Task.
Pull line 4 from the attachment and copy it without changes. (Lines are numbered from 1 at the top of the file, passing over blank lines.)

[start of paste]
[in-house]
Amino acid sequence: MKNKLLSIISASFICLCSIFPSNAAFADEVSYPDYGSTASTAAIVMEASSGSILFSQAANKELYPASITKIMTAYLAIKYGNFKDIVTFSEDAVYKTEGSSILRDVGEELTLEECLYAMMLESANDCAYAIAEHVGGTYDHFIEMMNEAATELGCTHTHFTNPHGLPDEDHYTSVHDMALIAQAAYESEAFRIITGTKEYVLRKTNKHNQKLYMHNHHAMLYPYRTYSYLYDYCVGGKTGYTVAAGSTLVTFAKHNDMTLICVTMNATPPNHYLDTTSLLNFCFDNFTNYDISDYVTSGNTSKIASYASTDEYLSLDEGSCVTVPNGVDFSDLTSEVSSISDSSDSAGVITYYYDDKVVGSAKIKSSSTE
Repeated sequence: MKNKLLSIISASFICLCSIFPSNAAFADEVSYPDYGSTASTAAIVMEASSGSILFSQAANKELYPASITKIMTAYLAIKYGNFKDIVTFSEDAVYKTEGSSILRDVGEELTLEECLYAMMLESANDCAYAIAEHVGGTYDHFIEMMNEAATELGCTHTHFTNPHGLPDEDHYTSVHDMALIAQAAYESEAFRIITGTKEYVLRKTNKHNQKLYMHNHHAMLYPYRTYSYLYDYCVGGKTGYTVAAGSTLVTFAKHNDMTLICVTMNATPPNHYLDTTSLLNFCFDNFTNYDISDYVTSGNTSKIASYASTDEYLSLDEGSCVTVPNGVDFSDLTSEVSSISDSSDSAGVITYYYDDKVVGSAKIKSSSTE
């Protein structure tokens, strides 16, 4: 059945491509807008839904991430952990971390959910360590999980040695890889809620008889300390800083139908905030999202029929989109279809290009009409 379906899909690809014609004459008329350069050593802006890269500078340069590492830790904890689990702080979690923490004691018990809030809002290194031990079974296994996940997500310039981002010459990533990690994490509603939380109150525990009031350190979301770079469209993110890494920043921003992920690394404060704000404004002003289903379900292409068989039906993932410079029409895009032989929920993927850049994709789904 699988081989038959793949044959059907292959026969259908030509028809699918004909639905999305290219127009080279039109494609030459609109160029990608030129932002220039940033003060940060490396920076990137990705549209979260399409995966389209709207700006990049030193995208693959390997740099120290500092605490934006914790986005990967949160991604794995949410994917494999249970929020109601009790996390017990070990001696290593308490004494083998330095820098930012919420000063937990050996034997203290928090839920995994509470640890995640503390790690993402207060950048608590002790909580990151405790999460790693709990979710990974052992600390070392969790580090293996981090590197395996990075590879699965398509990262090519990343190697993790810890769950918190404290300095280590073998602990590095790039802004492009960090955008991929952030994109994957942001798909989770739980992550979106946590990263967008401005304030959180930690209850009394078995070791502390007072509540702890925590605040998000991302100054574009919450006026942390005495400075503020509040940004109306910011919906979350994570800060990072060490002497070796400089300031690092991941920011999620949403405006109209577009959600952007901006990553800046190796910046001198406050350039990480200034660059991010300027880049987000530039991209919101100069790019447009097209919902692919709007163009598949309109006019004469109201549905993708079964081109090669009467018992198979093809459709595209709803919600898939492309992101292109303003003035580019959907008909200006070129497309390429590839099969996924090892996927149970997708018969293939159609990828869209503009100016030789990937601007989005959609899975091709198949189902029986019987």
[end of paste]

């Protein structure tokens, strides 16, 4: 059945491509807008839904991430952990971390959910360590999980040695890889809620008889300390800083139908905030999202029929989109279809290009009409 379906899909690809014609004459008329350069050593802006890269500078340069590492830790904890689990702080979690923490004691018990809030809002290194031990079974296994996940997500310039981002010459990533990690994490509603939380109150525990009031350190979301770079469209993110890494920043921003992920690394404060704000404004002003289903379900292409068989039906993932410079029409895009032989929920993927850049994709789904 699988081989038959793949044959059907292959026969259908030509028809699918004909639905999305290219127009080279039109494609030459609109160029990608030129932002220039940033003060940060490396920076990137990705549209979260399409995966389209709207700006990049030193995208693959390997740099120290500092605490934006914790986005990967949160991604794995949410994917494999249970929020109601009790996390017990070990001696290593308490004494083998330095820098930012919420000063937990050996034997203290928090839920995994509470640890995640503390790690993402207060950048608590002790909580990151405790999460790693709990979710990974052992600390070392969790580090293996981090590197395996990075590879699965398509990262090519990343190697993790810890769950918190404290300095280590073998602990590095790039802004492009960090955008991929952030994109994957942001798909989770739980992550979106946590990263967008401005304030959180930690209850009394078995070791502390007072509540702890925590605040998000991302100054574009919450006026942390005495400075503020509040940004109306910011919906979350994570800060990072060490002497070796400089300031690092991941920011999620949403405006109209577009959600952007901006990553800046190796910046001198406050350039990480200034660059991010300027880049987000530039991209919101100069790019447009097209919902692919709007163009598949309109006019004469109201549905993708079964081109090669009467018992198979093809459709595209709803919600898939492309992101292109303003003035580019959907008909200006070129497309390429590839099969996924090892996927149970997708018969293939159609990828869209503009100016030789990937601007989005959609899975091709198949189902029986019987």